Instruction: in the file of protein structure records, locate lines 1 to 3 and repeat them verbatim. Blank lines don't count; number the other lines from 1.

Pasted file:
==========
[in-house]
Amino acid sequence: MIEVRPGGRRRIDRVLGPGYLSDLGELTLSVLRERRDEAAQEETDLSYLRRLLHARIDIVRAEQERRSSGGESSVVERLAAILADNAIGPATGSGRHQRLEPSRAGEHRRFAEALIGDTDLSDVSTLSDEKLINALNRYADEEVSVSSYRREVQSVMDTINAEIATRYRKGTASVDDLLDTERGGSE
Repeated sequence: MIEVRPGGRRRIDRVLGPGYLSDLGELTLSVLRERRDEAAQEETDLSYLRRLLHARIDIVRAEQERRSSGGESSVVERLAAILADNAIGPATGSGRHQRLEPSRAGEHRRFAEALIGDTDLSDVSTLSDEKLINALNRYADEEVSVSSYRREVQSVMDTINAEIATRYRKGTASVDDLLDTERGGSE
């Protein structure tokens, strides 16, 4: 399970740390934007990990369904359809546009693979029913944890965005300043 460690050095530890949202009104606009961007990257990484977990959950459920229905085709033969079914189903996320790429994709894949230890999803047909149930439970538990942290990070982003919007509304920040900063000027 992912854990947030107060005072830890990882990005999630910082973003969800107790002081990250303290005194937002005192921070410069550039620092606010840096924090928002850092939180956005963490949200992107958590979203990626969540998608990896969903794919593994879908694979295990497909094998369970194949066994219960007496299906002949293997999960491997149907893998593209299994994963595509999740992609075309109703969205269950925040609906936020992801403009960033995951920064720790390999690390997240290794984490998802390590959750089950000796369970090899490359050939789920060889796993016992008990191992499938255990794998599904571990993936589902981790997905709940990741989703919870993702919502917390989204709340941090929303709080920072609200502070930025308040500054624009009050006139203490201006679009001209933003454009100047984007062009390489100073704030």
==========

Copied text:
[in-house]
Amino acid sequence: MIEVRPGGRRRIDRVLGPGYLSDLGELTLSVLRERRDEAAQEETDLSYLRRLLHARIDIVRAEQERRSSGGESSVVERLAAILADNAIGPATGSGRHQRLEPSRAGEHRRFAEALIGDTDLSDVSTLSDEKLINALNRYADEEVSVSSYRREVQSVMDTINAEIATRYRKGTASVDDLLDTERGGSE
Repeated sequence: MIEVRPGGRRRIDRVLGPGYLSDLGELTLSVLRERRDEAAQEETDLSYLRRLLHARIDIVRAEQERRSSGGESSVVERLAAILADNAIGPATGSGRHQRLEPSRAGEHRRFAEALIGDTDLSDVSTLSDEKLINALNRYADEEVSVSSYRREVQSVMDTINAEIATRYRKGTASVDDLLDTERGGSE